While job cuts have slowed significantly, job growth remains frustratingly slow.  Many job seekers have concluded that there are no opportunities and have abandoned the job search entirely.  However, while it may seem as if no one is hiring, nothing could be further from the truth.

In September alone, employers hired 4,245,000 new workers, according the Bureau of Labor Statistics’ Job Openings and Labor Turnover survey.  There were another 3,354,000 job openings at the end of the month.  The impact of this is somewhat offset by the fact that total separations (including voluntary and involuntary) totaled 4,149,000 in September.

“It is important to remember that the employment market is a fluid environment – it is constantly changing.  Not every job loss is due to cost cutting.  About half of the separations in September were people quitting their jobs.  Another 330,000 retired, transferred to new locations, or left due to disability.  Some are let go as part of layoffs, but many are let go for cause or because they simply were not a good fit for the job.  In many cases, companies are seeking replacements for those who leave voluntarily as well as those who are asked to leave,” said Challenger.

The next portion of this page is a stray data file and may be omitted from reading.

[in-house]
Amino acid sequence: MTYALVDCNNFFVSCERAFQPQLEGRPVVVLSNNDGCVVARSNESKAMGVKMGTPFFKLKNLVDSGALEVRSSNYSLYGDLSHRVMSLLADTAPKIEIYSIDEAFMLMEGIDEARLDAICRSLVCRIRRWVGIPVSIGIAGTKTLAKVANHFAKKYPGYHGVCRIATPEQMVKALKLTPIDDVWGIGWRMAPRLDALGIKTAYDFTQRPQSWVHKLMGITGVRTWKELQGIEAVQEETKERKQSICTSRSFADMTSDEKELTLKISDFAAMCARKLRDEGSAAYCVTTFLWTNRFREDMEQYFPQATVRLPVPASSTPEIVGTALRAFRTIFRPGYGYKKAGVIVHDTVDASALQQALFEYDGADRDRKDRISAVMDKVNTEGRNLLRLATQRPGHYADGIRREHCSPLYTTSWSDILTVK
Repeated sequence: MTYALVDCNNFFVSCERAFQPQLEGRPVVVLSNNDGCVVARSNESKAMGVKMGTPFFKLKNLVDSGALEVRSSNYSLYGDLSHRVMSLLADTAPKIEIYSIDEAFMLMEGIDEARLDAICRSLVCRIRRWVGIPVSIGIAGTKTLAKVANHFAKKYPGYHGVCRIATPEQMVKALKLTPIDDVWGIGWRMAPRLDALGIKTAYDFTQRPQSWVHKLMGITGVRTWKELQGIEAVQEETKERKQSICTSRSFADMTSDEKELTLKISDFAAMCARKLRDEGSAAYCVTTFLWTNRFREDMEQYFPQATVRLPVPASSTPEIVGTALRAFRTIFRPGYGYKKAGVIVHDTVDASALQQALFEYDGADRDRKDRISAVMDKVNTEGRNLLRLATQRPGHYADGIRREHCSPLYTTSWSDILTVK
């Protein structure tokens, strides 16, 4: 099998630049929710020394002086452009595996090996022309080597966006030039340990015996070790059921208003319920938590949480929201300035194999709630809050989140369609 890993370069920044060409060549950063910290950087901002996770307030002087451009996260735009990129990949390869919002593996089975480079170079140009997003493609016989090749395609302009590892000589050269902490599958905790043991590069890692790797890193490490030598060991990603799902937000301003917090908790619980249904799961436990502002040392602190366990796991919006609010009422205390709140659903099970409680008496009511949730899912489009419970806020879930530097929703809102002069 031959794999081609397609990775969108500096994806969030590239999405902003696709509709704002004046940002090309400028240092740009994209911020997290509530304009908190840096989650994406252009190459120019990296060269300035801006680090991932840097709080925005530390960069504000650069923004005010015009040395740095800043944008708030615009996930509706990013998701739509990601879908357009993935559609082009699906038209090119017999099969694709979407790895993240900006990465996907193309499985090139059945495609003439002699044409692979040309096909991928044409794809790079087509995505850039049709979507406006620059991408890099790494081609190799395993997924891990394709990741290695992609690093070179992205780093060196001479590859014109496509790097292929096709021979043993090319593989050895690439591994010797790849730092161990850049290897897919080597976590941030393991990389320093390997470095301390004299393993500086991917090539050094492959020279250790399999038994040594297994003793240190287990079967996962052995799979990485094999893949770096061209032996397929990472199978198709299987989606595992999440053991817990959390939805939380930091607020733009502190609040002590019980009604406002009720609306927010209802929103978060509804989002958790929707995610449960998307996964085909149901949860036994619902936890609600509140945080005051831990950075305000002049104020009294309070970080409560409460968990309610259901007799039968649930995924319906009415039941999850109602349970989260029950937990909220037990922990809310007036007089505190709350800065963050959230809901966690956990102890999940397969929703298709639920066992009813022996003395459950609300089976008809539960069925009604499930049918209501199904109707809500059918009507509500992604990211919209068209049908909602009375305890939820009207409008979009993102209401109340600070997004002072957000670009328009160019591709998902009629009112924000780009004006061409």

“Part of a successful job search is being in the right place at the right time.  We try to provide callers with some strategies that will increase the odds of them being in the best position when job openings do materialize,” said Challenger.

“It is critical to aggressively build and take advantage of one’s professional and social networks.  Let everyone know that you are seeking a position.  When more people know, the greater your chances of hearing about new opportunities, meeting the right people and getting a foot in the door,” he added.